- Apr 18, 2014
- Reaction score
- Lower Hudson Valley, New York
I didn't create that term myself, "recalcitrant" IS the official term for seeds that cannot survive drying out and/or must be planted as soon as they are harvested. And, I suppose there are varying degrees of recalcitrance as well. "As soon as they are harvested" can really mean "within a day or two of being harvested, so long as the seed doesn't dry out) for a lot of things. On the other end of the spectrum, I had the seeds of the only seeded breadfruit I ever got literally ferment and spoil OVERNIGHT. And, at the extreme end there are of course those plants that show vivipary and germinate before they even leave the FRUIT, like mangroves.I want to be successful as a gardener. "Recalcitrant." @Pulsegleaner used that word and I was comfortable up until that point in time with knowing the definition but I had never thought of it in the relationship of seed that was probably very much out of its environment and, even, failing to germinate.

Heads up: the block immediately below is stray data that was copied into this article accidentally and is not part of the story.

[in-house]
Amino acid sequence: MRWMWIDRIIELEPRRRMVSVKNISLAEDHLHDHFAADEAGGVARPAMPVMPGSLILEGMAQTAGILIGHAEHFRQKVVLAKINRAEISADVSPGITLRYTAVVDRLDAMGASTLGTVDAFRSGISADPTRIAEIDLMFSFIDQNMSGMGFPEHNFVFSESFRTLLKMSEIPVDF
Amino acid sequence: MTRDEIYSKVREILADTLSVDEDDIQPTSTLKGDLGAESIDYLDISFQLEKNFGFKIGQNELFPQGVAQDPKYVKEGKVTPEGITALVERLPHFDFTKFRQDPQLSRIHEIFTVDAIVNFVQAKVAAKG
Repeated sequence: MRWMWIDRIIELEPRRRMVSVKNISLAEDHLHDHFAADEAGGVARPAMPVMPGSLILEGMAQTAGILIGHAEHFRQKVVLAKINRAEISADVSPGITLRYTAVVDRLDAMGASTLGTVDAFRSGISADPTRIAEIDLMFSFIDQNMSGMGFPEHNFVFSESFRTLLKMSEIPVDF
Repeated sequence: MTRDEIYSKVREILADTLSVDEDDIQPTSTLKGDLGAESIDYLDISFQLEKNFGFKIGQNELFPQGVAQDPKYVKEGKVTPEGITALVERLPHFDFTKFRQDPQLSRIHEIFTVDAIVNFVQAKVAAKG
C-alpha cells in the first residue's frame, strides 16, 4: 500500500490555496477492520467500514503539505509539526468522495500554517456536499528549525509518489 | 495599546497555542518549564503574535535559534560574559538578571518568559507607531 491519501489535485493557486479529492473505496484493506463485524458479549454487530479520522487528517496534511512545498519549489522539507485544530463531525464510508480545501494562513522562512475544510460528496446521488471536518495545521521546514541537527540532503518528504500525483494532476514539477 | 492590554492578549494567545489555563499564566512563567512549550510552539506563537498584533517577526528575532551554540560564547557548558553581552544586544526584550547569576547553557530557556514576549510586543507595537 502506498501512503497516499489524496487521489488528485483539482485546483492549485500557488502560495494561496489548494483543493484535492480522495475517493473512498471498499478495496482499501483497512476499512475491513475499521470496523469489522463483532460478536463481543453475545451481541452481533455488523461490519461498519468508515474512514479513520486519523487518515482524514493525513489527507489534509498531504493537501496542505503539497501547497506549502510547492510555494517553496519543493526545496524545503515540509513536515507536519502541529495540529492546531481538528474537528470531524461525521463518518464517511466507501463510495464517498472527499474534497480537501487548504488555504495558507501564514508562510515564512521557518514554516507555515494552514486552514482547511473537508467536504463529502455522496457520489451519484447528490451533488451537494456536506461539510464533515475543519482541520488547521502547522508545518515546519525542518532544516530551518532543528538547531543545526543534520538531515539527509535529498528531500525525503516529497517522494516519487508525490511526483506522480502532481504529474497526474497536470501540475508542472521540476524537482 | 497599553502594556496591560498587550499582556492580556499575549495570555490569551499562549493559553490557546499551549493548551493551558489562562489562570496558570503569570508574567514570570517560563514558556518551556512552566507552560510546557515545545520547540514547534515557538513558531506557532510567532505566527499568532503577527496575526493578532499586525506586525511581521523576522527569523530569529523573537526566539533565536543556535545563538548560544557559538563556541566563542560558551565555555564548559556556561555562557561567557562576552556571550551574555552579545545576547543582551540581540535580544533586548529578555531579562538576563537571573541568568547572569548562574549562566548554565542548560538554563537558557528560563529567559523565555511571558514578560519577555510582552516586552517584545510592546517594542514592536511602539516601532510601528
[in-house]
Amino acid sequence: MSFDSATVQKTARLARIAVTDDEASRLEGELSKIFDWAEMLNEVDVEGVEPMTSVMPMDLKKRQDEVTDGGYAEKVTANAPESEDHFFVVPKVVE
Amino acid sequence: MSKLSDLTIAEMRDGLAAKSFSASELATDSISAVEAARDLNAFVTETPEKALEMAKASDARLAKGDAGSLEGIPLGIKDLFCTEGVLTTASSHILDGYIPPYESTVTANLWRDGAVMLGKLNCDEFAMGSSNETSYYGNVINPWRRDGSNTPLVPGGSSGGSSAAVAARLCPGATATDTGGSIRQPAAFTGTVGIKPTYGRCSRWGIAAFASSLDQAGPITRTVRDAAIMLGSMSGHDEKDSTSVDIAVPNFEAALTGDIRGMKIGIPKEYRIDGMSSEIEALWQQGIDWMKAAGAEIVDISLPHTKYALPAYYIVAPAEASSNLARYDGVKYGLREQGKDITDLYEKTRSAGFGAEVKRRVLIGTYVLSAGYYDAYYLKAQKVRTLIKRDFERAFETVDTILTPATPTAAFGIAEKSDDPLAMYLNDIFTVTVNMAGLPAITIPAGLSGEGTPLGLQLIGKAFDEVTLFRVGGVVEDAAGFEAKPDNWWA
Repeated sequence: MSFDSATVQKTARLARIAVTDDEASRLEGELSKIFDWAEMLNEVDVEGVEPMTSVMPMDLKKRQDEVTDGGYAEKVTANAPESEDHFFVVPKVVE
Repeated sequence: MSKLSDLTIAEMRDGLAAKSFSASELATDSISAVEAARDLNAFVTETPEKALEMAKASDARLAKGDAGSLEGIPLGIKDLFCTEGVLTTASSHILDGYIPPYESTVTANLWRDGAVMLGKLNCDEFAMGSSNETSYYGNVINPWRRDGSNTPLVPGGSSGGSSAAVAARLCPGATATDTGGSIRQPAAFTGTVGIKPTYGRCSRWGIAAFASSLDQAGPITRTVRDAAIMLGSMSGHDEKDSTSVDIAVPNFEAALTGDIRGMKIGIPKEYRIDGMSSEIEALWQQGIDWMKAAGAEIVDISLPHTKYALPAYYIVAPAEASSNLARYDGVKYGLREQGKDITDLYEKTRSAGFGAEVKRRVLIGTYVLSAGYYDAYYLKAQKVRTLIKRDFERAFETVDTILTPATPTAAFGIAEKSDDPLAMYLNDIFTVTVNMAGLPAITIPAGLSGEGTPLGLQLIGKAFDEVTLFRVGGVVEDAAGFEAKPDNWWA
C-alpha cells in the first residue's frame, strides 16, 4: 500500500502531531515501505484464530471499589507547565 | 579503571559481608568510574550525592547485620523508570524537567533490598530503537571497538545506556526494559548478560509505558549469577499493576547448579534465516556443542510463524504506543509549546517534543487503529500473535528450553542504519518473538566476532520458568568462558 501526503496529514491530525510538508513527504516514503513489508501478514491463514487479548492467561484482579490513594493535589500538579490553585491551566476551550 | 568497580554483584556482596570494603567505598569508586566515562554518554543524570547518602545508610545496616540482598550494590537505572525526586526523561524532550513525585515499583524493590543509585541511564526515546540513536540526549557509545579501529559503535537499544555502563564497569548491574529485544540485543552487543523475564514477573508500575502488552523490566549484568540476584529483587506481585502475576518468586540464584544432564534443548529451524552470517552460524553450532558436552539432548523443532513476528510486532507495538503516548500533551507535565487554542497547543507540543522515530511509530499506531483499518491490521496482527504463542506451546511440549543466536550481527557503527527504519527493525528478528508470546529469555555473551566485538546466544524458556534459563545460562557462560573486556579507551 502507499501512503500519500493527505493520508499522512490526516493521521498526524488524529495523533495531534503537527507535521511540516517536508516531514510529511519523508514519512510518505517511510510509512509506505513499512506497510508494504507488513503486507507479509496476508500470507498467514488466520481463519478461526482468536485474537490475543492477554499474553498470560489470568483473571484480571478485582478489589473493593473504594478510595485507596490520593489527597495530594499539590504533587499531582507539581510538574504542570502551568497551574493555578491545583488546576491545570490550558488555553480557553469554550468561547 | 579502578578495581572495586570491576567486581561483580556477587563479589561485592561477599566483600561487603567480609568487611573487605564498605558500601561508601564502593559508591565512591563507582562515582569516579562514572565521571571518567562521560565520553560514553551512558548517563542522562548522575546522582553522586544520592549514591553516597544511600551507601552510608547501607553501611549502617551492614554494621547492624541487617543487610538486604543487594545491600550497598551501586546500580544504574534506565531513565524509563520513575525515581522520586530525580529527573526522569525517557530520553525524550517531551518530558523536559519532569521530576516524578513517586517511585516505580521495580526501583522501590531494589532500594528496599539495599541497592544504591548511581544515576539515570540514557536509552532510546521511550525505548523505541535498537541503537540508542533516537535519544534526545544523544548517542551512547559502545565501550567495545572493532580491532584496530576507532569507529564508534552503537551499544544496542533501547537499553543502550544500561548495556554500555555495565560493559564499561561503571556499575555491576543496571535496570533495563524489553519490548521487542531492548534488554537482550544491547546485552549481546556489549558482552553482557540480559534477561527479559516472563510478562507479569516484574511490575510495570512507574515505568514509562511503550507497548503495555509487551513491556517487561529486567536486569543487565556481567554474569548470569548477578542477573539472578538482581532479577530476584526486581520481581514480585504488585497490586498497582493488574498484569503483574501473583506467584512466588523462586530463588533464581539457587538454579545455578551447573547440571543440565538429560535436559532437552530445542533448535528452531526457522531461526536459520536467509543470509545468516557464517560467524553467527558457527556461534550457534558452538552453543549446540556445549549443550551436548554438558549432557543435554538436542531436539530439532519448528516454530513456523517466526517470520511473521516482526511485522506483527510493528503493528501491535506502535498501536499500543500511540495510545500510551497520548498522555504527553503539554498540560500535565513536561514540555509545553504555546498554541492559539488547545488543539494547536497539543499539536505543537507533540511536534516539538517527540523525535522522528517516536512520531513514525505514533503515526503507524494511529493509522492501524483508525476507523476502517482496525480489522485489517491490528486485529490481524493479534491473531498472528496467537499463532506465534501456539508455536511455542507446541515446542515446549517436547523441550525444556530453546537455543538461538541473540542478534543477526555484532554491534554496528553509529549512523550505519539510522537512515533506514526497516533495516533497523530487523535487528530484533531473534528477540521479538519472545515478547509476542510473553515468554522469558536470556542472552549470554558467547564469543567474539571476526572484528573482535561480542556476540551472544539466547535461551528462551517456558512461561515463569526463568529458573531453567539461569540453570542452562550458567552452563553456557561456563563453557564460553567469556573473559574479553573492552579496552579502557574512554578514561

And, if you think of it, pretty much any seed one plants is sort of out of its environment, at least if you define environment in the narrowest possible way. Unless you are collecting wild seed from your property and then re-planting it in the exact same spot you collected it (which would generally be sort of pointless, you could simply let the plant seed itself and spare yourself the effort.) you've changed it's environment, even if only by a tiny bit. No matter HOW carefully you go about it, gardening, or indeed any form of agriculture or land use is disrupting the local environment. And the breeding things we have done to plants throughout history, if they were done to people, would get many people claiming the breeders were on the level of Josef Mengele. It's all perspective.